The Black Cat Bar or Tavern was the site of a riot between the police and the customers who were gathered together to ring in the new year, on the night of December 31st 1966. Undercover police entered the establishment and attacked gay customers who were celebrating the new year. Without identifying themselves, they proceeded to beat customers and file charges against them. Additional violence took place at a bar across the street in which a woman was pushed to the ground by the police and left bleeding. A man, who was a bartender, was badly beaten and required hospitalization and surgery. This police violence against the gay community resulted in a riot. This event in history is an important marker in the LGBTQ civil rights movement. This site is documented by the Cultural Heritage commission of the City of Los Angeles as the first LGBT civil rights demonstration in the nation.
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Transamerica Building (Old Fugazi Bank Building)
Constructed in the aftermath of the 1906 earthquake, the Fugazi Bank Building is designed in the classical revival style and faced with terracotta. The building was originally two stories high, but a third was added sometime before 1914. The Transamerica Corporation was founded in 1928, and owner A.P. Giannini used the Old Fugazi Bank Building as a headquarters for his financial services companies, with the building taking on the name of the company. Today the building is occupied by the Church of Scientology.
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Belli Building (Langerman's Building)
The Belli Building was originally built in 1849 or 1850 but was destroyed by fire in 1851. The building was immediately rebuilt, using the old walls and foundations, which were themselves built upon the original raft of planks in the mud of what was then Yerba Buena Cove. It was first known as Langerman's Tobacco and Cigar Warehouse before becoming the Melodeon Theatre. In the early 1870's the building housed a Turkish bath and in the 1880's it housed a medical establishment based around hydrotherapy. From the 1920's onward it was used as a paper warehouse and also as a garment factory. Melvin Belli acquired the building in 1959 and converted it into law offices for his firm.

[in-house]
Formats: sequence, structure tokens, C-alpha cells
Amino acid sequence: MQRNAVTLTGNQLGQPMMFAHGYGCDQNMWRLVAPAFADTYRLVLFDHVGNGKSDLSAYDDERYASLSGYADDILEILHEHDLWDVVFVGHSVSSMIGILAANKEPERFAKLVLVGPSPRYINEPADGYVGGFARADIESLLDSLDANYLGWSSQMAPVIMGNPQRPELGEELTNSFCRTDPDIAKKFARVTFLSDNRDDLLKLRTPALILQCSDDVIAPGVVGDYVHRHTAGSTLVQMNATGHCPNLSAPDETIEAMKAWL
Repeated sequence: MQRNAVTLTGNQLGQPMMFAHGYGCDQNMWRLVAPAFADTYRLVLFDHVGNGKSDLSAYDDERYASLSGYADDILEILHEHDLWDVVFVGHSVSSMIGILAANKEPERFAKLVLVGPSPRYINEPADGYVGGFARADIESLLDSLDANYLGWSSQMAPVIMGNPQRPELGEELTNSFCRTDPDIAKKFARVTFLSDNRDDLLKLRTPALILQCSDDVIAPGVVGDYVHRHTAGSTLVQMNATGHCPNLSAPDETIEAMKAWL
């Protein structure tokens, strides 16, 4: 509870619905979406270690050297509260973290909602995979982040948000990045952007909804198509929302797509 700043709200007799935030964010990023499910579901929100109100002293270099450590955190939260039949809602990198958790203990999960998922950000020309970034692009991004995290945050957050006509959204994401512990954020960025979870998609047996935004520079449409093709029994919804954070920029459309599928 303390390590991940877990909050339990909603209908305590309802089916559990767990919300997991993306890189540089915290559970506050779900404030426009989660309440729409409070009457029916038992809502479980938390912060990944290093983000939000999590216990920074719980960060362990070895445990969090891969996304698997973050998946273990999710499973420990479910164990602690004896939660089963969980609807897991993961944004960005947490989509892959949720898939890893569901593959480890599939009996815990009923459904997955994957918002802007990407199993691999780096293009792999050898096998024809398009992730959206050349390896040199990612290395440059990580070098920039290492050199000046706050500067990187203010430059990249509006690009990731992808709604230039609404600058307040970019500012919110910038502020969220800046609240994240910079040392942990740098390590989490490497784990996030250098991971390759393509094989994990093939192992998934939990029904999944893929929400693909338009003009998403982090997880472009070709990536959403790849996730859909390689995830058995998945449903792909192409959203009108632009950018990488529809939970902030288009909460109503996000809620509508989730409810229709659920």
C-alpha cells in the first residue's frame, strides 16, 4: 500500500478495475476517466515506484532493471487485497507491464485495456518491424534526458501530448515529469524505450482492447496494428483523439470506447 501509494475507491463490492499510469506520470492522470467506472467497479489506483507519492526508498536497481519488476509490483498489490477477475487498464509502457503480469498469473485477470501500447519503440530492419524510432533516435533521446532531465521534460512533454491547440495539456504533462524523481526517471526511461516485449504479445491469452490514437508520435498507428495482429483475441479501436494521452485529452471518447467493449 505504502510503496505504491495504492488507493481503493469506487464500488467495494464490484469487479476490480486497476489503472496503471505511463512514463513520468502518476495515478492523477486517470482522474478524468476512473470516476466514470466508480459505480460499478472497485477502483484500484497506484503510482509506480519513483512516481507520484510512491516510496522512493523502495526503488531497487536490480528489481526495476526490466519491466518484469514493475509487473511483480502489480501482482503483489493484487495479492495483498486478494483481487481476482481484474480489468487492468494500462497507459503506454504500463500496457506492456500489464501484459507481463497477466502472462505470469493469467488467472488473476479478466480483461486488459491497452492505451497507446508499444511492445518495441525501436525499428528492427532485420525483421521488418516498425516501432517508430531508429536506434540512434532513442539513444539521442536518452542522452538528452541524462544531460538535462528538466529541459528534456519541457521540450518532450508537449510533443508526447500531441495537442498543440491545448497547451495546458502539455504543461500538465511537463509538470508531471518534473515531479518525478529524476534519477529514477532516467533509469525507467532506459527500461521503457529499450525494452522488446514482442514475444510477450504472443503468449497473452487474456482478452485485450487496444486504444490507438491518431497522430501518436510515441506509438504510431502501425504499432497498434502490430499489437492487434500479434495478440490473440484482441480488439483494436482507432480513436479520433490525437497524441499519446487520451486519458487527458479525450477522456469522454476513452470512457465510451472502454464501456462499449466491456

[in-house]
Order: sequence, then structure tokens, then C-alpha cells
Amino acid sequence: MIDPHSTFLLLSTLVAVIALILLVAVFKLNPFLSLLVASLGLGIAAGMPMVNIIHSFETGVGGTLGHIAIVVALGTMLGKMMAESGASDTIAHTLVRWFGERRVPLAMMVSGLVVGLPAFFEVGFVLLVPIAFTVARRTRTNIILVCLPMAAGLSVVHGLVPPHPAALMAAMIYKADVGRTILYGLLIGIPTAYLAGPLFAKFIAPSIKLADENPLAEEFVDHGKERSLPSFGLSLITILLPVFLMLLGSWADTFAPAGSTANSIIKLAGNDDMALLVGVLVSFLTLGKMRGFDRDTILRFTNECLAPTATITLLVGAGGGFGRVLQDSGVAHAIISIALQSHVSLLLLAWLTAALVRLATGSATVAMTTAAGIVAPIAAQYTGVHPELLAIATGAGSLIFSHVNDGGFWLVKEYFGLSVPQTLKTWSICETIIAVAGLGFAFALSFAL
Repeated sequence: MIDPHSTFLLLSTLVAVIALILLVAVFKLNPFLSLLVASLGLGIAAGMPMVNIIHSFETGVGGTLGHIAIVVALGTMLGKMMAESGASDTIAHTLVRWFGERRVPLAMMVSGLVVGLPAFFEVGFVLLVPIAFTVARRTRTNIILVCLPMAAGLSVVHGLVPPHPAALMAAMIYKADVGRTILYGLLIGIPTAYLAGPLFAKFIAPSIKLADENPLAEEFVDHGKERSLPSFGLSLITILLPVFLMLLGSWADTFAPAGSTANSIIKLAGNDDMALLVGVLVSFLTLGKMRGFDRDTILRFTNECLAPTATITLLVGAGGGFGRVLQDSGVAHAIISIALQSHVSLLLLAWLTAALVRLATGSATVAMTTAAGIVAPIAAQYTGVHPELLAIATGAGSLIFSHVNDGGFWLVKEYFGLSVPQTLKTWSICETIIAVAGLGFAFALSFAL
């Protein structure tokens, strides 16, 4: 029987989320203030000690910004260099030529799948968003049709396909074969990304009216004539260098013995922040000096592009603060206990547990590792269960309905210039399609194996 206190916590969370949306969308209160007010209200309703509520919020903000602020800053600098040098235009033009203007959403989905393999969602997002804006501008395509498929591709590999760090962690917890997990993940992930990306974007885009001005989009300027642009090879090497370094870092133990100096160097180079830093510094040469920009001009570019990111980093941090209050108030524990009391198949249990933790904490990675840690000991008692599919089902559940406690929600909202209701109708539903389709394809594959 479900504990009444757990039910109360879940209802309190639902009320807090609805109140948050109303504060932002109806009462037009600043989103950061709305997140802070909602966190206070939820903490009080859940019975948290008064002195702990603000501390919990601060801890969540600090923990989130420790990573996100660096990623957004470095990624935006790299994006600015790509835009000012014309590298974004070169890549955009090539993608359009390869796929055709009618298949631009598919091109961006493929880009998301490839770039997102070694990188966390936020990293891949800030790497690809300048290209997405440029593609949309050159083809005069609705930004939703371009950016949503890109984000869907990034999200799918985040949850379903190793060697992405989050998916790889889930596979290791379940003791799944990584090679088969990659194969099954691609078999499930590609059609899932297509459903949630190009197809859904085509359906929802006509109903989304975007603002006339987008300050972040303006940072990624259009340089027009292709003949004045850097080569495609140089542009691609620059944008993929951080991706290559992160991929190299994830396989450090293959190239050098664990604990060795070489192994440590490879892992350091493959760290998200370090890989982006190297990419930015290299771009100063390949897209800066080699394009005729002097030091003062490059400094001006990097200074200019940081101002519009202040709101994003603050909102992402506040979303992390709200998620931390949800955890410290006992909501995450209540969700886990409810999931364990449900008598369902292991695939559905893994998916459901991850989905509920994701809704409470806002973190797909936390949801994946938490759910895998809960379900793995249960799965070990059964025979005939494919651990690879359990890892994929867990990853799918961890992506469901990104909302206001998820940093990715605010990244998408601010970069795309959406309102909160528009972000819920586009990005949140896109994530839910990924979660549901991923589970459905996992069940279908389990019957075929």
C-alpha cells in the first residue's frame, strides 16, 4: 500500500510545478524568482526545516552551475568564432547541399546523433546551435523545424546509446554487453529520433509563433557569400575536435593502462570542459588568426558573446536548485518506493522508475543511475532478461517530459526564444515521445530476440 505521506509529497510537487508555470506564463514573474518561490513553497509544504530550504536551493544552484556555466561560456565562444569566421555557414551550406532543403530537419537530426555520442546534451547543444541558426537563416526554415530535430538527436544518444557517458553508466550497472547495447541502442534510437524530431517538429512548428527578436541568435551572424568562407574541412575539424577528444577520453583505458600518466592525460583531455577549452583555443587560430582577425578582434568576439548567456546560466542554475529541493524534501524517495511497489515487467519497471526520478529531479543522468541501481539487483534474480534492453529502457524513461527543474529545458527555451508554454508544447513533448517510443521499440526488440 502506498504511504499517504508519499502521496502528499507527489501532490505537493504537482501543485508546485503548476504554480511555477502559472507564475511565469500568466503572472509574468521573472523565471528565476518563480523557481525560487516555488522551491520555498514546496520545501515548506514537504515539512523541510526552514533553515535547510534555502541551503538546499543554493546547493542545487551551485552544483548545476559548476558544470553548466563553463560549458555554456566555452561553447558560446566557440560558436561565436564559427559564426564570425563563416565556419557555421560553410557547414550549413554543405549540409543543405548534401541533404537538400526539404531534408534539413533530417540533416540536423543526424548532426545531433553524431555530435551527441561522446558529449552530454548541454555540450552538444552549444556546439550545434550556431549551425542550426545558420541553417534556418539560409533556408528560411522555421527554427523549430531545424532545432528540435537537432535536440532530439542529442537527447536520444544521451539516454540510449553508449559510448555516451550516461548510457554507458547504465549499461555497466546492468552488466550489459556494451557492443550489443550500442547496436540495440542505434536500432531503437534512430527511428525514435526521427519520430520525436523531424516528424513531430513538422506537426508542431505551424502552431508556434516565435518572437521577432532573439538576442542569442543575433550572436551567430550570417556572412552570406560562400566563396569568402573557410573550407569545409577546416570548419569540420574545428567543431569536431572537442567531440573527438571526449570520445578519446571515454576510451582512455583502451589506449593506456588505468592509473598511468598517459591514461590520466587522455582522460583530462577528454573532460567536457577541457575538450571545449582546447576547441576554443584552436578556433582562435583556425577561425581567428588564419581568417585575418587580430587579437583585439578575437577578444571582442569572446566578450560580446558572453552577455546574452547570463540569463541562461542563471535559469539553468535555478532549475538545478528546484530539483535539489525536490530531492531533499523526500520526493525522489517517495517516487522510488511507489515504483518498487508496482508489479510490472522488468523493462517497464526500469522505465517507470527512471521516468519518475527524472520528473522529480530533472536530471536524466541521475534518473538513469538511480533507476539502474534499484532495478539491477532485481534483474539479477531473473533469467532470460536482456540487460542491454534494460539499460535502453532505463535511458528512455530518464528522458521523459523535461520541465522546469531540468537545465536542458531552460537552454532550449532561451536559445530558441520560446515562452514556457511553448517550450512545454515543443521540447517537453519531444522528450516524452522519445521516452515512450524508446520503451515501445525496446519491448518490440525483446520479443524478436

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Genella Building
Built in 1849, the foundation of this three-story brick building was constructed of the same heavy timbers as is its neighbor the Belli Building. The original building burned down only a year after its construction and was rebuilt by Joseph Genella for his china and glassware business as well as his home. By 1860 Genella had moved but retained ownership of the building, renting it to multiple tenants including bullion dealers, merchandise brokers, a Spanish newspaper (La Voz de Chile), and offices for a mining company.
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Bank of Lucas, Turner & Co.
Built in 1854 the Bank of Lucas, Turner & Company was located at 800-804 Montgomery in Jackson Square, San Francisco. Designed by Reuben Clark in the Italianate style typical of early San Francisco, the classical building faces Montgomery Street, which was the city's main commercial street at the time. The ground floor is built from well cut and fitted granite blocks. The granite is not from California- some claim that the granite was imported from China while others claim that it arrived from the eastern United States. Originally three stories high, the building cost $53,000 to construct- a large sum for the day.
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Solari Building
One of the oldest buildings in the city, this structure was built in 1852 by Nicholas Larco, a prominent member of the city's early Italian community. The building also held a store that offered fine imported wine--a popular item for many of the wealthy residents of the city. The building served as the headquarters of the Italian Benevolent Society, a fraternal organization for Italian immigrants that provided a space for social interaction, cultural preservation, and economic assistance for newcomers and widows of members. The building later became the headquarters of La Parola, an Italian weekly newspaper. At various times in the 19th century, the foreign consulates for Chile, Spain, and France were all headquartered in this building. The famous chocolate maker Domingo Ghirardelli also used the building for several years before starting his own factory across the street in 1853.
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Hotaling Building
The Hotaling Building is a historic building in San Francisco located at 451 Jackson Street in Jackson Square. Built in 1866 by Anson Parsons Hotaling the building was originally intended to be a hotel. However, Hotaling later switched over to the whiskey business. It was also one of the few surviving buildings after the 1906 Earthquake and Fire, thanks to a mile long fire hose that stretched through Fisherman's Wharf and Telegraph Hill. After the earthquake and fire, the Hotaling business started to decline. However, it was revived in 1952 when Henry Lawrence and his wife purchased it and turned it into a wholesale decoration and design firm.
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Ghirardelli's Chocolate Factory, 1853-1893
Ghirardelli's Chocolate Factory was originally built in 1850 on the corner of Broadway and Battery, but burned down in a fire a year later. By 1853 Ghiradelli was able to reopen the Chocolate Factory at this location, on the corner of Jackson and Mason Streets. The company diversified from chocolate and began to sell coffee and spices in the US, China, Japan, and Mexico. Ghiradelli retired in 1892 and his three sons took control of the business.

This tour was created by Clio Admin on 05/21/17 .

This tour has been taken 523 times within the past year.